North America’s carbon capture, utilisation and storage (CCUS) industry has yet again received another financial boost from the US Department of Energy (US DOE) as it looks to contribute to the Biden-Harris Administration’s goal of net zero emissions by 2050.

The Department on Friday (15th Oct) announced $20m in funding for four projects working to accelerate CCUS across all four corners of the country. Capital awarded as part of the effort will be distributed evenly, with each effort receiving $500,000.

Selected projects are university-led partnerships with academia, non-governmental organisations, industry leaders and local and state governments. The selective initiatives are as follows:

Battelle Memorial Institute: Located in Columbus, Ohio, the project aims to accelerate CCUS deployment in the Midwestern and North-eastern US project in the 20 midwestern and north-western states.

New Mexico Institute of Mining and Technology: Positioned in Socorro, New Mexico, the institute focuses on 15 western states, and compiling geologic datasets in the region.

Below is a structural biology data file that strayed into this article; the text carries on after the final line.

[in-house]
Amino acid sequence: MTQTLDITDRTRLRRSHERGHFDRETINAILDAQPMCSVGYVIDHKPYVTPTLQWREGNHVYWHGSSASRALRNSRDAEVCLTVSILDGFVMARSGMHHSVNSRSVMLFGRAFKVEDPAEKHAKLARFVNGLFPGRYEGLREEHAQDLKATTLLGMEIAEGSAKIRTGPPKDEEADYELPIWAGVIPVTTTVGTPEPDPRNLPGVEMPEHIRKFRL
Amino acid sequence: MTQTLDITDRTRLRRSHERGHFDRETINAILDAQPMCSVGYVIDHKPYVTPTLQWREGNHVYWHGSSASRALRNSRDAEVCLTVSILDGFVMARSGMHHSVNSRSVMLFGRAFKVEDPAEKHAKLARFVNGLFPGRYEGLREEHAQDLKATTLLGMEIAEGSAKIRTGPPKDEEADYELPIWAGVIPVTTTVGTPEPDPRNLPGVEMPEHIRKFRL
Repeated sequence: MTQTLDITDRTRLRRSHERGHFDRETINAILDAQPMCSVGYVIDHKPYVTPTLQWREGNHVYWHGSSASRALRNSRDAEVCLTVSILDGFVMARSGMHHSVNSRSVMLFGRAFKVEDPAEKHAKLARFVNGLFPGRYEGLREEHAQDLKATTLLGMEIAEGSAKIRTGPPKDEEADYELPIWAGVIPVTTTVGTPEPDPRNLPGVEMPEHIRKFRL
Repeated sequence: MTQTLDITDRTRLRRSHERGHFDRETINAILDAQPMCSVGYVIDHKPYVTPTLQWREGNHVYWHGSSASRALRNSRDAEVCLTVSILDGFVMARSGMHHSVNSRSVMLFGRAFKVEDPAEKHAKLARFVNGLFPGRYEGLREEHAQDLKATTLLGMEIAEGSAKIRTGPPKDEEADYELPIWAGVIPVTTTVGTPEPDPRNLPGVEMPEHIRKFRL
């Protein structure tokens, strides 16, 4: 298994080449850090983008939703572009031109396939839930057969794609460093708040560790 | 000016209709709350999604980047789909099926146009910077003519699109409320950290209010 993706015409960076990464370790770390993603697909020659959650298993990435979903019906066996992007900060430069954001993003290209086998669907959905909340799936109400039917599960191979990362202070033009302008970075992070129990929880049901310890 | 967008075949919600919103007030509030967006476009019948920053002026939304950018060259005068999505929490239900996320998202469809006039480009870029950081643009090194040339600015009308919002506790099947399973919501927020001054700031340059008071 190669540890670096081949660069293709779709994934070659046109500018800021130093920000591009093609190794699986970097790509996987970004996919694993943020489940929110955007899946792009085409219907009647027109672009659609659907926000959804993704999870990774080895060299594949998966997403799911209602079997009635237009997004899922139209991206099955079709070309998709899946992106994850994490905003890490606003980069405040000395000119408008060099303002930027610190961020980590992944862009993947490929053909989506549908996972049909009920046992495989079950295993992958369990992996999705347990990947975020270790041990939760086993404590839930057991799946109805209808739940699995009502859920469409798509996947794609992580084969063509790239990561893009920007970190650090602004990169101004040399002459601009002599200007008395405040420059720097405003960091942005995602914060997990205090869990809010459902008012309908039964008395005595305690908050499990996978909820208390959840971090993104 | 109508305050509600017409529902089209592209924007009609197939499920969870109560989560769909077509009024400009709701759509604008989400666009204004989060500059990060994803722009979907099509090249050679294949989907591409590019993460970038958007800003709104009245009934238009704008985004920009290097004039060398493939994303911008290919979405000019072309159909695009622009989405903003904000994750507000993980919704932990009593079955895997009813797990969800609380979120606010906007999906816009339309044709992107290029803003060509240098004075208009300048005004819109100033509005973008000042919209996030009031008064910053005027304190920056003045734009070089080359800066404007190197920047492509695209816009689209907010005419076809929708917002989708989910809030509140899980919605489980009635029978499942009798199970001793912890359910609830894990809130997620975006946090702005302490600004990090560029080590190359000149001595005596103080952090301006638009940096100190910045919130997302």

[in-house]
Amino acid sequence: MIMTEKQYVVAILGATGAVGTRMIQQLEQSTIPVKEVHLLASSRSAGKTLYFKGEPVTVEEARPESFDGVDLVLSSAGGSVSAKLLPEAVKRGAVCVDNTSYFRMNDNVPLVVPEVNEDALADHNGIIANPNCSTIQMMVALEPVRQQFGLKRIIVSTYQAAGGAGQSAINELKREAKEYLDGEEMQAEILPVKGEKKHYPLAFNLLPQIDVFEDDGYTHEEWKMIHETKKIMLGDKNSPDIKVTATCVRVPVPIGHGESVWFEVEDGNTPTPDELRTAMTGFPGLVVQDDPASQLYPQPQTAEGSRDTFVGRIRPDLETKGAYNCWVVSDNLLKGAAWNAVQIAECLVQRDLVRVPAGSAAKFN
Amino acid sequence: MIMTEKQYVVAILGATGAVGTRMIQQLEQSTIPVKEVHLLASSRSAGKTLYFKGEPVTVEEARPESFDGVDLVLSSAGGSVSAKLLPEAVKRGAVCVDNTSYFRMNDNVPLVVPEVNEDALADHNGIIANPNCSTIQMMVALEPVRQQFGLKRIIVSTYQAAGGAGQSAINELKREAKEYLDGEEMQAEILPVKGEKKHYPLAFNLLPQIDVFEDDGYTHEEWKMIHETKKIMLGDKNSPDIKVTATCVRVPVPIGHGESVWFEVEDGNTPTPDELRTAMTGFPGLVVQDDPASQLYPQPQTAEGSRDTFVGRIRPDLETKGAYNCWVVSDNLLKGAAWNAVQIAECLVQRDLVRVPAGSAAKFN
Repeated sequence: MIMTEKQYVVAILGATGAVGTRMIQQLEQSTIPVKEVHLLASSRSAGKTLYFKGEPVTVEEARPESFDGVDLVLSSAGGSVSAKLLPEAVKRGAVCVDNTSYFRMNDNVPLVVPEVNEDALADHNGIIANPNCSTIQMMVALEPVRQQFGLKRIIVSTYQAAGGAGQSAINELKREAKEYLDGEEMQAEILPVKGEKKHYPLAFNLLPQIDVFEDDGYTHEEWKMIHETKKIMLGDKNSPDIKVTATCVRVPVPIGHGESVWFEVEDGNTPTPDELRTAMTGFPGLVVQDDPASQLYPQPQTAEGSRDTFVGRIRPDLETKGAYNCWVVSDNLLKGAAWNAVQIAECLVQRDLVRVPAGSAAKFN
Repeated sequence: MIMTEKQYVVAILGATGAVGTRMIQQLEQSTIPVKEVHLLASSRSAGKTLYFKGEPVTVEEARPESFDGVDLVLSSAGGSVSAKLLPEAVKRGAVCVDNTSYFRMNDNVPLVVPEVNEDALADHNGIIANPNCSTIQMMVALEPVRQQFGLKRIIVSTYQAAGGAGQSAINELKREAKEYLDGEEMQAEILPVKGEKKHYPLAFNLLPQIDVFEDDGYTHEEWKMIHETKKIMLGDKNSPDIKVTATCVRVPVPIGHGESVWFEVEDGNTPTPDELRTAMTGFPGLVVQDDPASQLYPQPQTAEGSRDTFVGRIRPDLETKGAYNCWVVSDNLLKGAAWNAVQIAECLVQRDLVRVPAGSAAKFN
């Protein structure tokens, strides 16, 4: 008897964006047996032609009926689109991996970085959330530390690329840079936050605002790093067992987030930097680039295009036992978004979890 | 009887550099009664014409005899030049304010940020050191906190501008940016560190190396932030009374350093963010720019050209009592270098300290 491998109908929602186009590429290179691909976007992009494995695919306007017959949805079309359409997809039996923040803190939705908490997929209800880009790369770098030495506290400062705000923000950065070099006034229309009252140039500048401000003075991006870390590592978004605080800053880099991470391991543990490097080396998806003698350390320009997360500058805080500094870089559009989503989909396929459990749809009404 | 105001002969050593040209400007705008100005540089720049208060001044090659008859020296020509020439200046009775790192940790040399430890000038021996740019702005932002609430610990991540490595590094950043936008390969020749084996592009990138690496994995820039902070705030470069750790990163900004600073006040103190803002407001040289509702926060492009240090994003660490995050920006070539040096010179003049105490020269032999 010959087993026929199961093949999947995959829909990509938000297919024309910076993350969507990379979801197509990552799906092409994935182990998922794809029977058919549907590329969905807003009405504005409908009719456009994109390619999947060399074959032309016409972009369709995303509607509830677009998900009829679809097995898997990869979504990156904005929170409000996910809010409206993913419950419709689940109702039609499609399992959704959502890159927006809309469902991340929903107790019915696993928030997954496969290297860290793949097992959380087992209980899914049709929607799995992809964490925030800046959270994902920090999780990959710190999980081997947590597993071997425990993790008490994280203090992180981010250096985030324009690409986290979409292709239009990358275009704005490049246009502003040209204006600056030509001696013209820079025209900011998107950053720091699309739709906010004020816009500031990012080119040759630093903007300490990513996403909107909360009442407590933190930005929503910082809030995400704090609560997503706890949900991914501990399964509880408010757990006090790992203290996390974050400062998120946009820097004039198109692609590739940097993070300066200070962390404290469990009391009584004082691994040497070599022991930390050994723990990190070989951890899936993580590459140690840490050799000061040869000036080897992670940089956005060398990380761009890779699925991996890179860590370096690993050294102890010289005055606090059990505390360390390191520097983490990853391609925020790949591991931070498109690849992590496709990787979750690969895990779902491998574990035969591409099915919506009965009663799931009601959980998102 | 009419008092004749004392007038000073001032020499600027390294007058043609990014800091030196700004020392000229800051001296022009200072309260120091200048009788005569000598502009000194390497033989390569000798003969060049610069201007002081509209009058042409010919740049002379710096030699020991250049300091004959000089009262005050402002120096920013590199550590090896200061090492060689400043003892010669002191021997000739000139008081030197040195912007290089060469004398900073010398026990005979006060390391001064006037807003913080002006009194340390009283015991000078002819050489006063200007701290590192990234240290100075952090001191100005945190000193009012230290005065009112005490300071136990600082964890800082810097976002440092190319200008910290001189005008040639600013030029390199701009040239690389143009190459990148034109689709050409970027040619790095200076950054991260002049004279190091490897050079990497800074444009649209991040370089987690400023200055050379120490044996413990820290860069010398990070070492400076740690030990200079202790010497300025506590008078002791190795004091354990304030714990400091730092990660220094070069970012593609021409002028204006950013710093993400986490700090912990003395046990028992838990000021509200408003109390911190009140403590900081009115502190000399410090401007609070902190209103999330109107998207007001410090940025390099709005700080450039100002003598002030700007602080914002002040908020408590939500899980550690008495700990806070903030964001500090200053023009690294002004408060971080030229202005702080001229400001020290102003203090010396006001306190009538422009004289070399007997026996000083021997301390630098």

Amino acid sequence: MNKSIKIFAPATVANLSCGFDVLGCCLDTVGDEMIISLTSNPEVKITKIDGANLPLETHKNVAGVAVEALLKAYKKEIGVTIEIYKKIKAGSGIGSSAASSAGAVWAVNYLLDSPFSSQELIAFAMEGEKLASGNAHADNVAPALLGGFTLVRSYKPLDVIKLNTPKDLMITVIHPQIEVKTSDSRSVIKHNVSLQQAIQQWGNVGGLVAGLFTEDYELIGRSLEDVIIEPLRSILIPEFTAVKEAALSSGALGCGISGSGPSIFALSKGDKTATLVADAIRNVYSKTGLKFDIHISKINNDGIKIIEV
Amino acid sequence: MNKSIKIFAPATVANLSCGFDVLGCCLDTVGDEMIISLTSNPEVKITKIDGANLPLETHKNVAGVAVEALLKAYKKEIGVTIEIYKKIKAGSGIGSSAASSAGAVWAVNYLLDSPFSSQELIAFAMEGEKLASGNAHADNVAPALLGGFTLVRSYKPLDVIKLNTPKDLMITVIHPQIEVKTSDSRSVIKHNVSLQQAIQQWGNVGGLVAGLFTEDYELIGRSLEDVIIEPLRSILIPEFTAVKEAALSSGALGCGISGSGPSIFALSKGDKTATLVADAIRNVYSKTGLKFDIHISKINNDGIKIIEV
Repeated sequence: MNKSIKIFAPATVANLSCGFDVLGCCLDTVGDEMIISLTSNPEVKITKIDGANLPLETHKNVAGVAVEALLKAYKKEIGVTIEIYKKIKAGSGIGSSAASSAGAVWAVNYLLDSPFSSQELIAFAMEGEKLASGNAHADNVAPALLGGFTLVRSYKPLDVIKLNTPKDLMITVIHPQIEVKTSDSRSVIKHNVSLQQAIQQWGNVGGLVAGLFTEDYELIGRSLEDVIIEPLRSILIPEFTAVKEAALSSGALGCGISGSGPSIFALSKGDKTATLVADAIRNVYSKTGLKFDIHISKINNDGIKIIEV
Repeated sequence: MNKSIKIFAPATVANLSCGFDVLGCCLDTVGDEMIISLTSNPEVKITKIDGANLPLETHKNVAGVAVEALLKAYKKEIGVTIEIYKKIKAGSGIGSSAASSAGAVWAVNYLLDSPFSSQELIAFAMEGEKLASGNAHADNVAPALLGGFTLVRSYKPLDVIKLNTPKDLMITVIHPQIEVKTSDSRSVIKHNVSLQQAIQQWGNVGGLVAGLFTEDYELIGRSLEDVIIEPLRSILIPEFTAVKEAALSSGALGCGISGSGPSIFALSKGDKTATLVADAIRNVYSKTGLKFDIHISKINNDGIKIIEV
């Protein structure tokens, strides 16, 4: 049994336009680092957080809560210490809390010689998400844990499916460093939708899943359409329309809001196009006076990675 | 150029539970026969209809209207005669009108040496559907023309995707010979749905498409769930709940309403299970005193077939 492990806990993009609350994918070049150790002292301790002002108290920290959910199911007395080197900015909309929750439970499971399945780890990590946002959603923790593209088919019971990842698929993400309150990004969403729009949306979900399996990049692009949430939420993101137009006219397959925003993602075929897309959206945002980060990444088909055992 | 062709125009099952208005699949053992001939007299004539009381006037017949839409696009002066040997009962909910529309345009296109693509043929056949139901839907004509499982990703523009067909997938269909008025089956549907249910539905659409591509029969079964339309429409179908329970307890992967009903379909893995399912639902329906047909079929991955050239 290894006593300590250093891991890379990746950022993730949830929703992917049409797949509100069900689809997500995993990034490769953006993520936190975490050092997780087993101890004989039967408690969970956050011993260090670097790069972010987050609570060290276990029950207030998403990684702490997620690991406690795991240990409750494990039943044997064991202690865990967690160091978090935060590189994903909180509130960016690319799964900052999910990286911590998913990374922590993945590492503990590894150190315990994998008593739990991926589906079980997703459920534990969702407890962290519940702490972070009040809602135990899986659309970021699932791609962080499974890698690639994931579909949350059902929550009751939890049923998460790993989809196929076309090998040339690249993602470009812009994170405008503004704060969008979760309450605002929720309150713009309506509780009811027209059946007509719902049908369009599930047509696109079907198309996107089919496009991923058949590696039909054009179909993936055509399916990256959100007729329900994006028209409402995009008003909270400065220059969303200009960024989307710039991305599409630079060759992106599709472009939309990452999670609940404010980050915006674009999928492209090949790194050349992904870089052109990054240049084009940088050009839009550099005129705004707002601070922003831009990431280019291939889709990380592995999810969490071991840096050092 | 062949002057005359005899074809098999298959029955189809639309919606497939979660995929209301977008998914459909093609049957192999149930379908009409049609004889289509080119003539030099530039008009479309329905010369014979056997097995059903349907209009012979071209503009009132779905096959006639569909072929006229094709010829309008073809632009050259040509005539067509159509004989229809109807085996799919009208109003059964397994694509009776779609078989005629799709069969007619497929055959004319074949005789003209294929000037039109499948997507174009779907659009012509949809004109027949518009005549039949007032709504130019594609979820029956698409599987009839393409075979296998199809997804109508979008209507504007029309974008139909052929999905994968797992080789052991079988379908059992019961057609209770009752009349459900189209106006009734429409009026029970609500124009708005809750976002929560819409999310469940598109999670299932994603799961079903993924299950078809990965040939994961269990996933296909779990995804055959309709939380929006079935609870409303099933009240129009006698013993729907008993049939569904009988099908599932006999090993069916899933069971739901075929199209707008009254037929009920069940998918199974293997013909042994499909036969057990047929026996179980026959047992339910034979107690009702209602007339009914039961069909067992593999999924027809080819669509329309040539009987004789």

Southern States Energy Board: In Peachtree Corners, Georgia, the initiative aims to focus on 15 southeast states and want to identify at least 50 potential regional sites to evaluate storage resource potential and infrastructure needs.

University of North Dakota Energy and Environmental Research Centre: Based in Grand Forks, North Dakota, is leading the Plains CO2 reduction project in 12 Northwest states and four Canadian provinces to identify and address onshore regional storage and transport challenges facing the commercial deployment of CCUS in an expanded region.

On the funds, Secretary of Energy Jennifer Granholm, said, “Every pocket of the country can and will benefit from the clean energy transition, and that includes our expanded use of carbon capture and storage technology to remove carbon pollution from fossil fuel use.”

“Through DOE’s Regional Initiatives projects, we are making sure states—especially those with historic ties to fossil fuel industries—can access technology innovations to abate carbon pollution and enhance their local economies so that no worker or workforce is left behind.”